It’s been a rough go for Maldivian democracy in the five short years since its first free and open presidential election — an election that Nasheed won before he was removed from power in February 2012 by opponents armed by the country’s police and armed forces.  Protests against Nasheed’s administration began in 2011 over the country’s poor economy due to rising prices for an island nation that imports much of its food and energy — GDP growth dropped from around 7% in 2010 and 2011 to just 3.4% last year.

Nasheed, who leads the Maldivian Democratic Party, nearly won the first round with 45.45% of the vote.  His opponent in the runoff is Abdulla Yameen, the candidate of the Progressive Party of Maldives, and who narrowly defeated the third-place candidate Gasin Ibrahim, a wealthy businessman in the tourism and media industries who leads the Jumhoory Party — Yameen took 25.35% to just 24.07% for Ibrahim.  Both Yameen and Ibrahim have ties to Maumoon Abdul Gayoom, who ruled the Maldives between 1978 and 2008, when he lost the country’s first democratic election to Nasheed.

But as Sudha Ramachandran writes for The Diplomat, Nasheed’s administration faced difficulties from the outset:

With Gayoom-era appointees and cronies firmly entrenched in the judiciary, bureaucracy, police and military, the Maldives’ nascent democracy was stymied. Meanwhile, anti-democratic forces joined hands with religious conservatives and accused Nasheed of working with Jews and Christians and undermining Islam. Almost from his first day, Nasheed was at loggerheads with the judiciary. Officials in various state institutions ignored the Executive in making decisions, undermining Nasheed’s authority. Massive demonstrations against the president and the MDP were organized, plunging the archipelago in unrest and instability.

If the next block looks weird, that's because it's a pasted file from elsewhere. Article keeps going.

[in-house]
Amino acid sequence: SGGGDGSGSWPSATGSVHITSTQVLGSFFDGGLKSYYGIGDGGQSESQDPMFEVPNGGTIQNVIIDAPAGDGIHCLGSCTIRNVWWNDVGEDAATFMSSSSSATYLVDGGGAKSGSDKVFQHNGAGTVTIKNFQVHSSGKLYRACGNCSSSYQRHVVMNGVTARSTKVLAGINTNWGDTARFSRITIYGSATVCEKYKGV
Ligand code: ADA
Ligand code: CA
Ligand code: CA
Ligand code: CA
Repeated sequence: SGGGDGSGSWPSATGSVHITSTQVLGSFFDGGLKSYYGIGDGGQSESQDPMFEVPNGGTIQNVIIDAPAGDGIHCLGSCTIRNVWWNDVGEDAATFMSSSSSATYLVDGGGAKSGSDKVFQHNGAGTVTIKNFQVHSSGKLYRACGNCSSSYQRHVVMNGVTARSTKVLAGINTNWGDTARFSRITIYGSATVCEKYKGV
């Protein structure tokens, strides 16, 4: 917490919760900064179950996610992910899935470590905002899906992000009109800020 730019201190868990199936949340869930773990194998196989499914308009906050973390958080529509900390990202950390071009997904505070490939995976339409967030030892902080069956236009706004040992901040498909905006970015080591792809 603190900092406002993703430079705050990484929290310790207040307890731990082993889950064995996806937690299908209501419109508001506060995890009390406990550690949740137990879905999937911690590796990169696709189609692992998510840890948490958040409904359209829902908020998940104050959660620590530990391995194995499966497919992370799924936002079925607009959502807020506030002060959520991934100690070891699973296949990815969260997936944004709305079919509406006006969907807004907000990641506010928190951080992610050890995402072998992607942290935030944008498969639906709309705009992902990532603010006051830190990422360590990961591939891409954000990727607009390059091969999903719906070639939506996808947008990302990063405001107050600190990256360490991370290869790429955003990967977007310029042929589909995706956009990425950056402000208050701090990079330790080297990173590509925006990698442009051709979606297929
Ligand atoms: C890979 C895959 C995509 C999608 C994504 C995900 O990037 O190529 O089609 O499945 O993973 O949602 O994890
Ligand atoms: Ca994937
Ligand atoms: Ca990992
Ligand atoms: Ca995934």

Both challengers to Nasheed in the current race have ties to Gayoom, whose legacy looms over the country today — Yameen is Gayoom’s half-brother and Ibrahim served as finance minister and central bank president in the final three years of the Gayoom regime.

Generally, Nasheed opposes the delay in the runoff as a violation of the Maldivian constitution amid fears that Gayoom loyalists are behind the delay, and he Nasheed called for peaceful protests on Saturday.  Gayoom himself has already called for the first-round results to be annulled.

Although the supreme court’s ruling relates to charges from Ibrahim about fraud in the first round (though international observers found little to complain about), Ibrahim supports Yameen.  So does the current president, Mohammed Waheed, who finished in last place with just over 5% in the race, and who served as Nasheed’s vice president until Nasheed was ousted from office.

But it’s not clear where the runoff stands because the Maldivian supreme court didn’t bother setting a new date for the election, leading Nasheed and his supporters to believe that the court might never set a date for a runoff.  In any event, it’s not clear what the delay means for Maldivian law or for Maldivian democracy.  If the runoff is never held, or if the first-round results are cancelled, the Maldives will face another constitutional crisis.  Even if a delayed vote is ultimately held between now and November, a Yameen victory would be tainted by allegations of rigging and bias from the country’s generally pro-Gayoom judiciary.

India, which once buoyed Gayoom’s authoritarian regime (and protected him from a 1988 coup attempt), gradually soured on Gayoom, generally supported Nasheed’s administration and the country’s turn to democracy, denounced the election delay and called for a level playing field for all of the candidates.  Continue reading Will the Maldives pull itself together to hold a free and fair presidential election?